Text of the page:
Dean Koontz Biography


(Masterpieces of Fiction, Detective and Mystery Edition)

Born and raised in rural Pennsylvania, Dean Ray Koontz had an abusive father and an impoverished and rigorous childhood. Nevertheless, he graduated from Shippensburg State College. While a college senior, he won the prestigious Atlantic Monthly Creative Writing Award for his short story “Kittens,” a victory that pushed him to continue writing. After college, he worked with the Appalachian Poverty Program and as an English teacher at Mechanicsburg High School, but after several years, his high school sweetheart and wife, Gerda, offered to support him for five years to determine whether he could make it as a writer. By the end of the five years, she had quit her job to handle the business end of Koontz’s writing, although it was not until fifteen years had passed that they were both fully supported by his writing.

Koontz’s first novel, written while he was a teacher, was Star Quest, a science-fiction novel published as part of an Ace Double in 1968. In the 1970’s, he began writing and publishing works of horror and mainstream literature, many of which appeared under a variety of pseudonyms. His novella Beastchild received a Hugo Award nomination in 1971. Koontz used pseudonyms to avoid negative crossover, a phenomenon wherein work in a new genre alienates existing fans and fails to create new ones. He divided his works in different genres among a number of pen names: David Axton (adventure), Brian Coffey (short...

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(Great Authors of World Literature, Critical Edition)

Dean Ray Koontz is one of the United States’ most prolific modern authors. He was born on July 9, 1945, the only child of Ray and Florence (called Molly) Koontz. He was raised in Everett, Pennsylvania. From his fifth year, the family lived in a four-room shack built by his grandfather. It had a leaky, tar-paper roof and no indoor plumbing until Koontz was nine or ten. His childhood was not happy, as his father was an alcoholic and a philanderer, did not have regular work, was given to violence, and was in later life diagnosed as a borderline schizophrenic. As a result, there was a daily worry as to whether there would be somewhere to live or enough food to eat; books were not a priority. (In later life, though, Koontz would accumulate a vast library.) His mother, a talented musician, tried to protect him. She died at the age of fifty-three. Despite these problems, Koontz supported his father for the last fifteen years of his life before he died at age eighty-one. Koontz’s early experiences gave him the insight to write about his troubled characters with sympathy, many of them having been troubled children. Often his novels, whatever the genre, deal with real issues like the ones he faced.{$S[A]Axton, David;Koontz, Dean R.}{$S[A]Coffey, Brian;Koontz, Dean R.}{$S[A]Dwyer, Deanna;Koontz, Dean R.}{$S[A]Dwyer, K. R.;Koontz, Dean R.}{$S[A]Hill, John;Koontz, Dean R.}{$S[A]Nichols, Leigh;Koontz, Dean R.}{$S[A]North, Anthony;Koontz, Dean R.}{$S[A]Page, Richard;Koontz, Dean R.}{$S[A]West, Owen;Koontz, Dean R.}{$S[A]Wolfe, Aaron;Koontz, Dean R.}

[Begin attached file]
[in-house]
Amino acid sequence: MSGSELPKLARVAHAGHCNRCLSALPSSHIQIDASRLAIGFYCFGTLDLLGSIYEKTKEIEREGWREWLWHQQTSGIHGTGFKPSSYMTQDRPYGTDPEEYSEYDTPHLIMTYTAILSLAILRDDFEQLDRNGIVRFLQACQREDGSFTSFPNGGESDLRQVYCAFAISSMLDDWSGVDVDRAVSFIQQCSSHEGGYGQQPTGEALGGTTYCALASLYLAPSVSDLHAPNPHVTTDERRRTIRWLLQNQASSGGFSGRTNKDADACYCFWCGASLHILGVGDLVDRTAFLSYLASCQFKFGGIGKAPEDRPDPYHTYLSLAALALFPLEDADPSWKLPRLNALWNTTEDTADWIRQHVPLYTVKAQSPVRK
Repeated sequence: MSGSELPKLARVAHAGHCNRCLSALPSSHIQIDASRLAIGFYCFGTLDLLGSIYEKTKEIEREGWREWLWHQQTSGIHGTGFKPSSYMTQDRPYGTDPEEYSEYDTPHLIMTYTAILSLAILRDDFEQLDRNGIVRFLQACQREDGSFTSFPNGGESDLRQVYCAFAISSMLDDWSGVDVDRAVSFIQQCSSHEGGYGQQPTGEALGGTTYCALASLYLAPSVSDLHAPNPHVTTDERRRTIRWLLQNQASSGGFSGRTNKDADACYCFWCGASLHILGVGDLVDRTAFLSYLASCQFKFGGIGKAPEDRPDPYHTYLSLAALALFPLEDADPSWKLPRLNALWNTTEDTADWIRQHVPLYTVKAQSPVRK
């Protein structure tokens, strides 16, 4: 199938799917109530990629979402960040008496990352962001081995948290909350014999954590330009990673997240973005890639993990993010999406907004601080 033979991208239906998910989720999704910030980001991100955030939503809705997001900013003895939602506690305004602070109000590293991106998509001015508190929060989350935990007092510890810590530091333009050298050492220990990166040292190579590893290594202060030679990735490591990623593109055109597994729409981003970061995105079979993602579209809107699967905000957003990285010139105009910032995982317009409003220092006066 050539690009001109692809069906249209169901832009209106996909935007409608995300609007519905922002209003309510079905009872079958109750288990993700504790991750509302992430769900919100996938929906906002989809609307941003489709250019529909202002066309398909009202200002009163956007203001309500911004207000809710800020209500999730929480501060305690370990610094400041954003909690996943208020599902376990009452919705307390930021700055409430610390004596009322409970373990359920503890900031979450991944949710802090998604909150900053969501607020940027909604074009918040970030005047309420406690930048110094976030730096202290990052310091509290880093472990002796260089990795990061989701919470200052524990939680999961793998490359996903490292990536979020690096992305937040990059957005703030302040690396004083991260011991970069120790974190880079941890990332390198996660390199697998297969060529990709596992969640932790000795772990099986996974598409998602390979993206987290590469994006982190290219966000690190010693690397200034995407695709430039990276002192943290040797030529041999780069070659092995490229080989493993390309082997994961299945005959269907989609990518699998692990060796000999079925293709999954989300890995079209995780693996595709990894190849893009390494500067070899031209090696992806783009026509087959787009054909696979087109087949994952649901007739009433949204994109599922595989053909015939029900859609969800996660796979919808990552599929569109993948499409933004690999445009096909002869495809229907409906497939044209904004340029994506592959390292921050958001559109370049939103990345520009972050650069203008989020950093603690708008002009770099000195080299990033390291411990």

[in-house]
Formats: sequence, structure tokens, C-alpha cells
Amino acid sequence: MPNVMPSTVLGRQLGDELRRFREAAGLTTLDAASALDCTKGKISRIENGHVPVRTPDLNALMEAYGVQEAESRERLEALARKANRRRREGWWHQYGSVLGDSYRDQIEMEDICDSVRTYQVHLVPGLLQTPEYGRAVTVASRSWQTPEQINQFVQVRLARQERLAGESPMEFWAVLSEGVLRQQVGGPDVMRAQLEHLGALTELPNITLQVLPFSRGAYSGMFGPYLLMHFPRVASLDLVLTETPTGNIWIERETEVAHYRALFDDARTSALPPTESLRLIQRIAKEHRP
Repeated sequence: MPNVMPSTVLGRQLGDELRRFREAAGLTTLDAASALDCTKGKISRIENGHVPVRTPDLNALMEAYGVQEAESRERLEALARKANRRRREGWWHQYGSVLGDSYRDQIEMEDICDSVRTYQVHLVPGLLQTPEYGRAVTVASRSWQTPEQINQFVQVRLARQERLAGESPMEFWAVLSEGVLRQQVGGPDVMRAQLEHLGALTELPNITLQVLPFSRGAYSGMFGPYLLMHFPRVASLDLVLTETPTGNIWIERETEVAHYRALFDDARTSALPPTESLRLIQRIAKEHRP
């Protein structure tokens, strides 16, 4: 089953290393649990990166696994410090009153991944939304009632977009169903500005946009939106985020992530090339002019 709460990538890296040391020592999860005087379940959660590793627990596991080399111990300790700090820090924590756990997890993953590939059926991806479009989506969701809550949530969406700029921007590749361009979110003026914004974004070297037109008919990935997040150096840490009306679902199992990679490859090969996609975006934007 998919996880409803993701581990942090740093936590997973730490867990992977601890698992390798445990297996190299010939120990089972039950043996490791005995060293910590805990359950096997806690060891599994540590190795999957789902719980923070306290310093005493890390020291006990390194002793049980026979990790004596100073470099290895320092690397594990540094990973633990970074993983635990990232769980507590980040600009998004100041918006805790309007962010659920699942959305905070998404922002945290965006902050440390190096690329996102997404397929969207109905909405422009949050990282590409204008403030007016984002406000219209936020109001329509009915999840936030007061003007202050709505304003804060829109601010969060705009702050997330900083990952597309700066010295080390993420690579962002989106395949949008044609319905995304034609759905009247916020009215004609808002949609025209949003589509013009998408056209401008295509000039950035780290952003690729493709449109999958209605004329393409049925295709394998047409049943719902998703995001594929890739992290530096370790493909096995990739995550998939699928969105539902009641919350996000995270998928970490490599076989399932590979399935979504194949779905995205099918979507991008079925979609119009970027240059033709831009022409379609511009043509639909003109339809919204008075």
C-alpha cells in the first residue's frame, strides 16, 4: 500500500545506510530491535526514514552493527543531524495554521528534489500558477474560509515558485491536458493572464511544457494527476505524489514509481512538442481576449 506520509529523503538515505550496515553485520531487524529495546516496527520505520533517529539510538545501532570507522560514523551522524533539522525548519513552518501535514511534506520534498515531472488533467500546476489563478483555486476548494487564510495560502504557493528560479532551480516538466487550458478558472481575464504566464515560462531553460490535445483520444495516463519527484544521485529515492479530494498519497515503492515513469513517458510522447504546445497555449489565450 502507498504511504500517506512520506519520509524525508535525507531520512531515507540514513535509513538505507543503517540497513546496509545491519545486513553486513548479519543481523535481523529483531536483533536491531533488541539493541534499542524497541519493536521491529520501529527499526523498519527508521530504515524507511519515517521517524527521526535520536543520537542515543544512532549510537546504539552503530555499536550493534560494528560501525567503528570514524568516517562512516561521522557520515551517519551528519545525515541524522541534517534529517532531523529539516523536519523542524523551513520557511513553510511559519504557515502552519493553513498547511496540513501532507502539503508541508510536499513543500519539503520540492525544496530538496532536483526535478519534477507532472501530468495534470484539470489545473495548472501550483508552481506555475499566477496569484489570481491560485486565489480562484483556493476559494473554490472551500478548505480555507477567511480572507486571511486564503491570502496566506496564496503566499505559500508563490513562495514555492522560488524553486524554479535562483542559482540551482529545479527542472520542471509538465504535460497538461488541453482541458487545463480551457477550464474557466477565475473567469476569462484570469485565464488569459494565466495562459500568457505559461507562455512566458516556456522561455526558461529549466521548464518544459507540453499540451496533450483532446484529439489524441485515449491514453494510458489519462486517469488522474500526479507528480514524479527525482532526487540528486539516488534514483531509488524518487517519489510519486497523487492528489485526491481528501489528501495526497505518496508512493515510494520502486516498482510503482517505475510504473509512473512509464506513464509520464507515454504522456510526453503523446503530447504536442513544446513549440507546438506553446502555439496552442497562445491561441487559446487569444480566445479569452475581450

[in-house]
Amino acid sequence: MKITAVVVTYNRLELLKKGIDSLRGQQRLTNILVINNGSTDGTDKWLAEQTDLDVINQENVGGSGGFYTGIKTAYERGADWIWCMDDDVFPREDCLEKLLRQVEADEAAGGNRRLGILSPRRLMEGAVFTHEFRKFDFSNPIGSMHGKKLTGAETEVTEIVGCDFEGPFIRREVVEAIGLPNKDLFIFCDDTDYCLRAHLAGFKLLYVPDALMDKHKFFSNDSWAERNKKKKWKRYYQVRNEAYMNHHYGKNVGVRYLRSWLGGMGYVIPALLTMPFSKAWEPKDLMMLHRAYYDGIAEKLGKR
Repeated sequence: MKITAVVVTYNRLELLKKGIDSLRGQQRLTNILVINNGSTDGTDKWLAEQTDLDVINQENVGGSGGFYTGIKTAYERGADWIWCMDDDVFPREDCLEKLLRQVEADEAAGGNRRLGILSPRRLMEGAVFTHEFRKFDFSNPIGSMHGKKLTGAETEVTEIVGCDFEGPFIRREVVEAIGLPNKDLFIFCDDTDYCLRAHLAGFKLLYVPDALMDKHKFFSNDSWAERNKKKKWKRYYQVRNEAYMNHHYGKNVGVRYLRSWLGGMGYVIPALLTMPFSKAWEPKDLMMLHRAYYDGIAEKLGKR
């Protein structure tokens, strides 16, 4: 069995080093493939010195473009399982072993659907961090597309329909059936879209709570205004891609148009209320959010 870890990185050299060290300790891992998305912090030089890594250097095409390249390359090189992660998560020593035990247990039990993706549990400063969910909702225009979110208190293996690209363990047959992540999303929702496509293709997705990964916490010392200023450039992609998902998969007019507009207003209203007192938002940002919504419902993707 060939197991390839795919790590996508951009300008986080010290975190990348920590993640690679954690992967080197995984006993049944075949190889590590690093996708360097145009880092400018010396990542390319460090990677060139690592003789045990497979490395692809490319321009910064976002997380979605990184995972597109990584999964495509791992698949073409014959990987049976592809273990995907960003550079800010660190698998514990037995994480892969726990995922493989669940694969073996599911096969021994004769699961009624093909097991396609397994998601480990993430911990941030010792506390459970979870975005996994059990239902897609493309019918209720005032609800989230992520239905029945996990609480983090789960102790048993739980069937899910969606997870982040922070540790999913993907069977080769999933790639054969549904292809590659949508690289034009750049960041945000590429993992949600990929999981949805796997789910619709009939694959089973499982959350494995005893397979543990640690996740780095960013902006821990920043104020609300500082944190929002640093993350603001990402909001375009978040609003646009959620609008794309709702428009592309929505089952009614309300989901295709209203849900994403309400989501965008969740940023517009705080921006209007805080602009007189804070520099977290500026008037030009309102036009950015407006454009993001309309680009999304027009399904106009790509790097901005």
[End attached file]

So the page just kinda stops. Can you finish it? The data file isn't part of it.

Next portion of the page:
Because of his home life, Koontz became a voracious reader and includes Theodore Sturgeon, Charles Dickens, Robert Heinlein, and Ray Bradbury among his favorite authors. As three of these are science-fiction writers, it is not surprising that his earliest attempts at writing were science fiction. At a young age, he created books by writing stories on tablet paper, drawing the covers, and stapling them together. The results were sold to family members.

Koontz was educated at Shippensburg State College, gaining a B.A. in English in 1966. That year he married Gerda Cerra, whom he had met at high school in Bedford, Pennsylvania, four years earlier. The same year, at the age of twenty, he won a short-story competition run by The Atlantic Monthly for a story called “The Kittens.”

After graduating from college, he worked as a teacher and counselor for the Appalachian Poverty Program...

(The entire section is 1006 words.)